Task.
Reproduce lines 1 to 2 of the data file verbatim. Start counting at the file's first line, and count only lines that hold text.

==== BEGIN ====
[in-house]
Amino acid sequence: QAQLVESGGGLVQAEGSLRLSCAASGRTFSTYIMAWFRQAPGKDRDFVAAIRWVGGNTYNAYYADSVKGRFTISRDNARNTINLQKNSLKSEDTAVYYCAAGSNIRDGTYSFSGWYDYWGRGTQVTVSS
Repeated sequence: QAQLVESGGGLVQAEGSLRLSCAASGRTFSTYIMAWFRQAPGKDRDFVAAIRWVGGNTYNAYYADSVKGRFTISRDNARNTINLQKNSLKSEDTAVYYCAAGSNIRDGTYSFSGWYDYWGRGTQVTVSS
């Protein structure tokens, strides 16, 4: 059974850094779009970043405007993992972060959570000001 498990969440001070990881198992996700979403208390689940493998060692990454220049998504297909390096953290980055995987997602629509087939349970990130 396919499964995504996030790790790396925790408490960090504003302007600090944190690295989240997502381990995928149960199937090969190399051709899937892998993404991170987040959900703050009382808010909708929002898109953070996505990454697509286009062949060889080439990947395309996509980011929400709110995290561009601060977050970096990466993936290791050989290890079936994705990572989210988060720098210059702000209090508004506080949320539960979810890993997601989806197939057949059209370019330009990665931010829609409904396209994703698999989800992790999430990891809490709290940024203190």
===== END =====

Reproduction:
[in-house]
Amino acid sequence: QAQLVESGGGLVQAEGSLRLSCAASGRTFSTYIMAWFRQAPGKDRDFVAAIRWVGGNTYNAYYADSVKGRFTISRDNARNTINLQKNSLKSEDTAVYYCAAGSNIRDGTYSFSGWYDYWGRGTQVTVSS